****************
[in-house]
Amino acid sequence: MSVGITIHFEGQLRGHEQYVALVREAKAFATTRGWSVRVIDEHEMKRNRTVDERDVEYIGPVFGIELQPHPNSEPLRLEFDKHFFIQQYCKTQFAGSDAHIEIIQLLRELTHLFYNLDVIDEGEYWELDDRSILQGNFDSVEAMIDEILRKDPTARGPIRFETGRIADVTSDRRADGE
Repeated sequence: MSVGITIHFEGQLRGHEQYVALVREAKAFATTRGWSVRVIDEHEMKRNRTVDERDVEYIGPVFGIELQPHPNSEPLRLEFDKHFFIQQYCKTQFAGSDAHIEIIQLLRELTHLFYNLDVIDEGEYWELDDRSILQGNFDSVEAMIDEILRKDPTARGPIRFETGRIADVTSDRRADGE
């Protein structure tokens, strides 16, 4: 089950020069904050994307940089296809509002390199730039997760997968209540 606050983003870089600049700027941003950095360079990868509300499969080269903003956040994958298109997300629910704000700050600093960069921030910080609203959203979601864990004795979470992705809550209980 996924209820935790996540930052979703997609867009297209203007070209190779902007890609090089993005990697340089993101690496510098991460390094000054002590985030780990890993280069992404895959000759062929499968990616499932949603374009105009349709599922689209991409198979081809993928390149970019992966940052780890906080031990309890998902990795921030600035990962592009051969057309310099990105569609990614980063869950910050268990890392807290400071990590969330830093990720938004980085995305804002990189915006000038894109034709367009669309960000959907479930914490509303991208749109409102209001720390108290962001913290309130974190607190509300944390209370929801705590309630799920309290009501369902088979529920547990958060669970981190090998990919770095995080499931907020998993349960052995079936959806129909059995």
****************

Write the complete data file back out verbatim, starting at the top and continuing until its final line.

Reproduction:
[in-house]
Amino acid sequence: MSVGITIHFEGQLRGHEQYVALVREAKAFATTRGWSVRVIDEHEMKRNRTVDERDVEYIGPVFGIELQPHPNSEPLRLEFDKHFFIQQYCKTQFAGSDAHIEIIQLLRELTHLFYNLDVIDEGEYWELDDRSILQGNFDSVEAMIDEILRKDPTARGPIRFETGRIADVTSDRRADGE
Repeated sequence: MSVGITIHFEGQLRGHEQYVALVREAKAFATTRGWSVRVIDEHEMKRNRTVDERDVEYIGPVFGIELQPHPNSEPLRLEFDKHFFIQQYCKTQFAGSDAHIEIIQLLRELTHLFYNLDVIDEGEYWELDDRSILQGNFDSVEAMIDEILRKDPTARGPIRFETGRIADVTSDRRADGE
């Protein structure tokens, strides 16, 4: 089950020069904050994307940089296809509002390199730039997760997968209540 606050983003870089600049700027941003950095360079990868509300499969080269903003956040994958298109997300629910704000700050600093960069921030910080609203959203979601864990004795979470992705809550209980 996924209820935790996540930052979703997609867009297209203007070209190779902007890609090089993005990697340089993101690496510098991460390094000054002590985030780990890993280069992404895959000759062929499968990616499932949603374009105009349709599922689209991409198979081809993928390149970019992966940052780890906080031990309890998902990795921030600035990962592009051969057309310099990105569609990614980063869950910050268990890392807290400071990590969330830093990720938004980085995305804002990189915006000038894109034709367009669309960000959907479930914490509303991208749109409102209001720390108290962001913290309130974190607190509300944390209370929801705590309630799920309290009501369902088979529920547990958060669970981190090998990919770095995080499931907020998993349960052995079936959806129909059995």